Find Out More About Pathogenesis Of Rheumatoid Arthritis
Pathogenesis of rheumatoid arthritis denotes the developments brought about in the tissues clutched by rheumatoid arthritis. The amendments in particular occur in the synovium.
Pathogenesis of rheumatoid arthritis means the alterations taking place in the tissues suffering from rheumatoid arthritis. The alterations particularly occur in the synovium. Synovium is the covering layer of the joints. Amongst these alterations, the foremost to be seen is a rise in the quantity of cells in the synovium. And among these, the mononuclear cells are the first to be elevated. They are a category of WBCs having a single oval or round shaped nucleus. They pile up around the blood vessels in the synovium.
Due to the addition in the cells, an addition in the remaining matters within the tissue also arises, due to which the synovium becomes swollen and thinck. This thick and inflated synovium enters the space in the joint. It looks like a tiny finger and is known as villi.
After a period, the mononuclear cells are replaced by T lymphocytes, which are WBCs given out by the gland termed as Thymus and play a major part in immune mechanism. It is at this phase that the symptoms of the condition are seen.
With the progress of RA, the synovium manifests a specific form of chronic inflammatory arthritis. When scrutinized under a laboratory microscope, it is visible that there is an augmentation in the amount as well as size of cells of synovial lining at this step. There is also an amplification in the amount of seeping blood vessels in the synovium, which develop blood clots at many areas. There is a risen number of WBCs, that too T cells particularly, close to these blood vessels. Additionally, B cells, which are responsible for humoral immune mechanism, mast cells and fibroblasts are observed. Edema too occurs owing to the growth of fluid within synovium. CD4 subset of T cells is accumulated in the vicinity of the small veins and CD8 subset also is present in a small quantity right through the synovium.
In the pathogenesis of rheumatoid arthritis, mast cells play a role by releasing histamine whereas fibroblast cells participate by giving out enzymes which kill cartilage. Different cells in the synovium secrete cytokines and chemokines. They are the factors which play a role in the inflammatory process and ultimately end in destruction of bone as well as cartilage. They are of two categories. One of the kinds boosts inflammation while the other decreases it. The previous one is found in higher quantity than the inflammation-reducing one in pathogenesis of rheumatoid arthritis.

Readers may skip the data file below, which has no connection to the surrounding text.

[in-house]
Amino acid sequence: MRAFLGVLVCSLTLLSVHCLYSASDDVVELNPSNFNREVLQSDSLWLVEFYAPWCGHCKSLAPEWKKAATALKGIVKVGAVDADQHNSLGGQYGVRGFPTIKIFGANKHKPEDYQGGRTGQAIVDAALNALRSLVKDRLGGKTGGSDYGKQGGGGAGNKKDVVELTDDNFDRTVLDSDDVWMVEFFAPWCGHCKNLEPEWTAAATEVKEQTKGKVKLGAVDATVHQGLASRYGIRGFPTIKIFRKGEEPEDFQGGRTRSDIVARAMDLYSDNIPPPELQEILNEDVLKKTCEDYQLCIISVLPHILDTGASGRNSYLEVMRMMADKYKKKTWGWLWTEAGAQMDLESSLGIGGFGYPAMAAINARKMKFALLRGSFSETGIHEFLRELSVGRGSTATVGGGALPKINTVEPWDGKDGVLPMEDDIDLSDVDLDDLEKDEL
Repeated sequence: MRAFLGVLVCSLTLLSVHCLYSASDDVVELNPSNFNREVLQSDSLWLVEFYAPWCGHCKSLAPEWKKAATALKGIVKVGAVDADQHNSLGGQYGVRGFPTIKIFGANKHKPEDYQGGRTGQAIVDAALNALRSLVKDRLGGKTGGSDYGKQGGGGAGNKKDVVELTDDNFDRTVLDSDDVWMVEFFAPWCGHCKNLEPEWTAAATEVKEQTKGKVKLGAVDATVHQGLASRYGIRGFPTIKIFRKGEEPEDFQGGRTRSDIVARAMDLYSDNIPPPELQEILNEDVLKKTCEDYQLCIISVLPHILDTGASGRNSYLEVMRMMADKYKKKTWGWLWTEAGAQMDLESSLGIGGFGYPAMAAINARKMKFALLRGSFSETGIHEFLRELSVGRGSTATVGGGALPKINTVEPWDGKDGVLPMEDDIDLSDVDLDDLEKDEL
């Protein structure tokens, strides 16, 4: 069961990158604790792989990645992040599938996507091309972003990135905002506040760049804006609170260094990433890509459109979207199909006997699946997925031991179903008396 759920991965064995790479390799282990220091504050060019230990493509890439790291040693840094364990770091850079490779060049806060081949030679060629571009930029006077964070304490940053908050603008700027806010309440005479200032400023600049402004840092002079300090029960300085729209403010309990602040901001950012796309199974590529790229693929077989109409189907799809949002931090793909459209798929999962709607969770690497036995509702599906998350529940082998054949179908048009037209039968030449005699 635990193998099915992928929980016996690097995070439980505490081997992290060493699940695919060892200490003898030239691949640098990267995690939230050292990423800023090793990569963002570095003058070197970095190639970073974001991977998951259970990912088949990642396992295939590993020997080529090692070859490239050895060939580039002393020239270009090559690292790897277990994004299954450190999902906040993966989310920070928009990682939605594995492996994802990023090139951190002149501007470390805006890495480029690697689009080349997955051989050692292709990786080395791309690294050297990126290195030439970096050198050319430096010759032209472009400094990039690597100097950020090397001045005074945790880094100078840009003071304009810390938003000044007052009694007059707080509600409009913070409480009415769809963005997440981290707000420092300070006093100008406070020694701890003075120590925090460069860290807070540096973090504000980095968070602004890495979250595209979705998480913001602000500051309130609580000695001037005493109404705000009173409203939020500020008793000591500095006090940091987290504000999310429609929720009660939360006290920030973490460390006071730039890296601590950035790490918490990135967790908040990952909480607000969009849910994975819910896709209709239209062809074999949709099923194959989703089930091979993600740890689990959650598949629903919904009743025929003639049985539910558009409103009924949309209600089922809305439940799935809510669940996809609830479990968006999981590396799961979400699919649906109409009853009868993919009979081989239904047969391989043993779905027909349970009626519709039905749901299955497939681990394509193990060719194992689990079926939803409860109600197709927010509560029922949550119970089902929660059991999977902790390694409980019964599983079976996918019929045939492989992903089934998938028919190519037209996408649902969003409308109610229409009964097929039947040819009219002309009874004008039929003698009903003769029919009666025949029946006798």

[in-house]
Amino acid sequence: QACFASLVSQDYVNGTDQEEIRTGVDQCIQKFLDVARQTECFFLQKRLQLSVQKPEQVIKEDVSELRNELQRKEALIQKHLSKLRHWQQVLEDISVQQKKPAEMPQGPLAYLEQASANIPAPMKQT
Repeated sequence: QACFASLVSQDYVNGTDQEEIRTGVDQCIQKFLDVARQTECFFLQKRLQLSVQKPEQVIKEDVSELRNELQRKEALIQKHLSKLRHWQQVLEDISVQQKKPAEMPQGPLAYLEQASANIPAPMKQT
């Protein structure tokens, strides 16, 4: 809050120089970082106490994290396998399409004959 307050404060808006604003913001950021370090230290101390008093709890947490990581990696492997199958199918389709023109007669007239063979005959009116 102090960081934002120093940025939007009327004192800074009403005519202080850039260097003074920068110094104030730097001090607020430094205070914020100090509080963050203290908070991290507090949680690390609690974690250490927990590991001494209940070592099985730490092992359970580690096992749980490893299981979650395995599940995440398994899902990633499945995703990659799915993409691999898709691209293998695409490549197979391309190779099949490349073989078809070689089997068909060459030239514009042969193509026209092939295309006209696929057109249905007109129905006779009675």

Some particular cytokines are given out by T cells and they stimulate B cells to release more number of antibodies to harm synovium. These antibodies stimulate the complement system. Complement system is a group of proteins forming a part of the blood, which when induced, damage cells.
Concurrently with the chronic inflammation in the synovium, an acute inflammation also begins growing inside the synovial fluid, i.e. the fluid present in the joints. The synovial fluid is created by synovium in very small quantities in healthy conditions, while during inflammation, the synovium leaks and creates high quanities of synovial fluid. This fluid is composed of neutrophils in large amounts which are primarily responsible for acute inflammation.
Cartilage destruction starts at a place, closest to the synovium. A flap of tissue, known as pannus is developed from the synovium which creeps steadily over the cartilage. Pannus comprises of mononuclear cells, fibroblasts and blood vessels in a large number. The pannus cells are activated by cytokines to create large quanity of hazardous enzymes.
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So, if You continue to gain more informations about Rheumatoid Arthritis causes, it will be very useful. Remember a few things, bone cells, also known as osteocytes, and cartilage cells, also known as chondrocytes, are found to be stimulated by cytokines to release damaging enzymes in the pathogenesis of rheumatoid arthritis.